by Jeremy Morrison
Pensacola Mayor Grover Robinson was a few minutes late Monday morning to his weekly press conference, but it was for a pretty good reason. The delay occurred when the mayor was traveling 17th Avenue, noticing the route’s lack of traffic.
“You know how I could tell?” the mayor said. “I had to stop today to pick up a turtle to get him off of 17th and over to the park.”
Due to the lack of traffic on 17th — probably due to the construction-related detour or the severe “ponding” near Graffiti Bridge — Mayor Robinson was able to circle back around, rescue the road-crossing turtle and deliver him to the safety of a park bordering the roadway.
“So, Brian, you got a resident over there. He’s a pretty good size little turtle,” Robinson called out to Parks and Recreation Director Brian Cooper.
“We’ve got a turtle leash law, mayor,” joked Cooper from the back of the room.
Before digging into the meat of Monday’s press conference, Mayor Robinson also noted the heavy storms that battered the region over the weekend and the damage — such as to Emerald Coast Brewing Co. downtown — it left in its wake.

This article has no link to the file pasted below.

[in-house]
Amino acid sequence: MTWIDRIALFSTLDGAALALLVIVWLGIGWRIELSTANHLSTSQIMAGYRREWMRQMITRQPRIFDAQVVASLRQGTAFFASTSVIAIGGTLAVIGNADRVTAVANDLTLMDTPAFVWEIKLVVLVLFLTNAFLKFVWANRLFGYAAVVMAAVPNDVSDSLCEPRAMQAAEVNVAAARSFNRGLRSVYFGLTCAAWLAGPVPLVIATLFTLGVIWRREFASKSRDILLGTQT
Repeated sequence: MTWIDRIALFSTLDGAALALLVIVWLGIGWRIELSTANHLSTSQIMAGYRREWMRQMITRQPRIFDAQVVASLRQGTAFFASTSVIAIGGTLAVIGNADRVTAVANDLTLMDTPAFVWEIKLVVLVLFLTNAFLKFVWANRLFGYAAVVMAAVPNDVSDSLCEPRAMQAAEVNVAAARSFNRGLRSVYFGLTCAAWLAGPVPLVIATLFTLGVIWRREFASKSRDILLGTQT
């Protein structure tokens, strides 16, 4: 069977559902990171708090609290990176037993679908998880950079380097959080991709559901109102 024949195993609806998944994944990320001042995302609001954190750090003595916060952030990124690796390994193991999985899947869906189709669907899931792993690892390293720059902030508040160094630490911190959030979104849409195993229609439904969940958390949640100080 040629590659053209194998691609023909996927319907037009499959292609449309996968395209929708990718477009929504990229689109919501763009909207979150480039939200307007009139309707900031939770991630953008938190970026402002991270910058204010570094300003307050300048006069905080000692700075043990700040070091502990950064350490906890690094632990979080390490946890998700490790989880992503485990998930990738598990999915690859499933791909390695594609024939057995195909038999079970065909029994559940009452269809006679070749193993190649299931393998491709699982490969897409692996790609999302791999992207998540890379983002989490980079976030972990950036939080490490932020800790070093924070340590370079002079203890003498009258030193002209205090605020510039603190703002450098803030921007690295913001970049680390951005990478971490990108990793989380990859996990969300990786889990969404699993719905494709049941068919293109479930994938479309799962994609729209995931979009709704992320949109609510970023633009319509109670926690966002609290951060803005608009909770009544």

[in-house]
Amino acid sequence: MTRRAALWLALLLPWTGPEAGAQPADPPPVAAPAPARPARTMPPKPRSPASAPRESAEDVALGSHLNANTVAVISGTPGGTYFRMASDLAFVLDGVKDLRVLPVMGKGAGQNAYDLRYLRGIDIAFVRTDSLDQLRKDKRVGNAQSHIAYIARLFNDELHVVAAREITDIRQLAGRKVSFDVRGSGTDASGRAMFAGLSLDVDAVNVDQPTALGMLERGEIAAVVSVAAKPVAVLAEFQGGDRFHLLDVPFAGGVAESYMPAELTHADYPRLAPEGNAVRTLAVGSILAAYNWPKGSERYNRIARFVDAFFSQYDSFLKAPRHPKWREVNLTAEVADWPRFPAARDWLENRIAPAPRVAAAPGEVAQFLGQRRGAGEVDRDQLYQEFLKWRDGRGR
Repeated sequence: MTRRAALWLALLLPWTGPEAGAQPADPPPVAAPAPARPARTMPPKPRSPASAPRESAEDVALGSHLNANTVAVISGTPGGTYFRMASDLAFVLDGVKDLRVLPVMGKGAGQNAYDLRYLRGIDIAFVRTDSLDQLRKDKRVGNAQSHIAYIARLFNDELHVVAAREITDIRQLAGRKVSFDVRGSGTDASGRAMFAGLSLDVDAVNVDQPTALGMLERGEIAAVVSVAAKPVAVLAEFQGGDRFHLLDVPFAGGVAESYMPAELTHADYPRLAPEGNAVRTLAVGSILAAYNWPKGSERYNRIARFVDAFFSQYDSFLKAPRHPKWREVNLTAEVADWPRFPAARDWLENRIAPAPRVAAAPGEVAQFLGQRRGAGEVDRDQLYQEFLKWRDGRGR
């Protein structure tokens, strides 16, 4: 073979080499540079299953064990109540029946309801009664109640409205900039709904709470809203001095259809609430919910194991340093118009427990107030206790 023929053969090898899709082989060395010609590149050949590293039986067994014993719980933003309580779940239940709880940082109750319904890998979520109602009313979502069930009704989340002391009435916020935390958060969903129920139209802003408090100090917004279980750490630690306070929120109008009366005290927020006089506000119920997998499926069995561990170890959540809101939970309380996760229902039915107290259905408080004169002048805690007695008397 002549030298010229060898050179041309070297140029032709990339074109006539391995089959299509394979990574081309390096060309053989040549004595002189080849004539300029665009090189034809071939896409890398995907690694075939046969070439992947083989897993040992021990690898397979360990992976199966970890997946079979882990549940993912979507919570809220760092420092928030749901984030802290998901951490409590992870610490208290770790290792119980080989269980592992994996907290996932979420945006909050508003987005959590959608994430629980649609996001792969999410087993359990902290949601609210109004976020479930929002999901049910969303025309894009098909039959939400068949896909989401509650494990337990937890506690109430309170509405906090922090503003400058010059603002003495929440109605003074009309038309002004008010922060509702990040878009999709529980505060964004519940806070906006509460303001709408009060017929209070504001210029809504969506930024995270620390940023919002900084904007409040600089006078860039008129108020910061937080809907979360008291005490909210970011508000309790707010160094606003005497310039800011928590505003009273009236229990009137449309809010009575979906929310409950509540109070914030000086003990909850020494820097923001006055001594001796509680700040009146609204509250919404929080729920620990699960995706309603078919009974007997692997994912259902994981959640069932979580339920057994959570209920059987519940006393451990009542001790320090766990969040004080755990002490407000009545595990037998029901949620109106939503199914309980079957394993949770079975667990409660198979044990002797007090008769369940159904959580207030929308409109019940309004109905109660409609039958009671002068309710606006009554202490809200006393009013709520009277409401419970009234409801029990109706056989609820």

“It’s crazy,’ Robinson said, relaying an observation made on a walk after the storm. “There were wildflowers that had been pulled out of their roots; the wind was that significant.”
Homeless Initiative Plan Still A’Comin’
Since taking office, Mayor Robinson has talked about doing something to address the issue of homelessness. The effort garnered a large working group a couple of years ago, then had a reignited relaunch last fall, with John Johnson, of Opening Doors of Northwest Florida, and Connie Bookman, of Pathways to Change, taking lead roles under the banner of the Homeless Reduction Task Force of Northwest Florida.
“We have some stuff planned for dealing with homelessness,” Mayor Robinson said Monday, explaining — not for the first time — that there would soon be a plan laid before the Pensacola City Council.
As part of the process to assemble the city’s new plan to address homelessness, Mayor Robinson invited Robert Marbut — a consultant considered to be knowledgable about homeless issues, who since last working with the city served as former president Donald Trump’s homeless czar — back to town to revise a study he conducted for former Mayor Ashton Hayward.